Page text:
Opdivo is a prescription drug approved by the U.S. Food and Drug Administration (FDA) to treat metastatic non-small cell lung cancer. Opdivo is often prescribed with ipilimumab (Yervoy). Opdivo is also known by its drug name, nivolumab.
Opdivo is a member of a class of drugs called monoclonal antibodies. Opdivo is believed to work by binding to cancer cells and signaling the body’s immune system to destroy the cells.
How do I take it?
Prescribing information states that Opdivo is given as an IV injection (into your vein) by a health care professional. Opdivo is usually given in a health clinic or doctor’s office. It should be administered according to the frequency specified by the physician.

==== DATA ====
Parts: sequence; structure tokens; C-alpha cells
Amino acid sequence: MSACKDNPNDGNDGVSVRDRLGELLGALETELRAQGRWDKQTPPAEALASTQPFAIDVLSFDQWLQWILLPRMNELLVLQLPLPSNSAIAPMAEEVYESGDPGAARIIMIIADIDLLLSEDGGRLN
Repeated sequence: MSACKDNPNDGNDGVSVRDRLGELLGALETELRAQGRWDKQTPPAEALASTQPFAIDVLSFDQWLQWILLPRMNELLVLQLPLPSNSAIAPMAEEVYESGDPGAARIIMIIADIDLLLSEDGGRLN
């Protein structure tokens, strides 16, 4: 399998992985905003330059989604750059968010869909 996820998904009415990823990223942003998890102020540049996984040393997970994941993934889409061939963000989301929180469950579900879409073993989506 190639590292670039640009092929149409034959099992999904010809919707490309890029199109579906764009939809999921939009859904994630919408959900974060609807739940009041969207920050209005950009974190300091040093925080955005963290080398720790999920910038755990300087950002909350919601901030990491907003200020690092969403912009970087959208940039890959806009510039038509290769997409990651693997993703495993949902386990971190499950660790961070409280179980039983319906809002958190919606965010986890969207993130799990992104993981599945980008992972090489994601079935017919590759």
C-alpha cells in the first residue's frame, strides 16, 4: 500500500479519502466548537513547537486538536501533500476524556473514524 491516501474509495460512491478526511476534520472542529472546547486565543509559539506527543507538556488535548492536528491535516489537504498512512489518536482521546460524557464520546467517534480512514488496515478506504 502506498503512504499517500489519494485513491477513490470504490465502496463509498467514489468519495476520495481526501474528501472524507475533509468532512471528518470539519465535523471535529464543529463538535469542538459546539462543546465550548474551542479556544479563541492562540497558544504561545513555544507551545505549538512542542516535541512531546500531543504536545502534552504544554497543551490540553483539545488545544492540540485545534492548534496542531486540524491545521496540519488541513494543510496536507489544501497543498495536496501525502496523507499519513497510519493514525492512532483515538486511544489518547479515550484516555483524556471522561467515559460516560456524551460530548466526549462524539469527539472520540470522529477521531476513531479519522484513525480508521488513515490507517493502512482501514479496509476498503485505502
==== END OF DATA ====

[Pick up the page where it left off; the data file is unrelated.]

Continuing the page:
Opdivo is available only as an IV injection.
The FDA-approved label for Opdivo lists common side effects including fatigue, rash, musculoskeletal pain, itching, diarrhea, nausea, weakness, cough, shortness of breath, constipation, decreased appetite, back pain, joint pain, fever, headache, abdominal pain, and vomiting.
Rare but serious side effects listed for Opdivo include fetal harm and infusion reactions.
For more details about this treatment, visit:
Opdivo — Bristol Myers Squibb
Nivolumab (Intravenous Route) — Mayo Clinic
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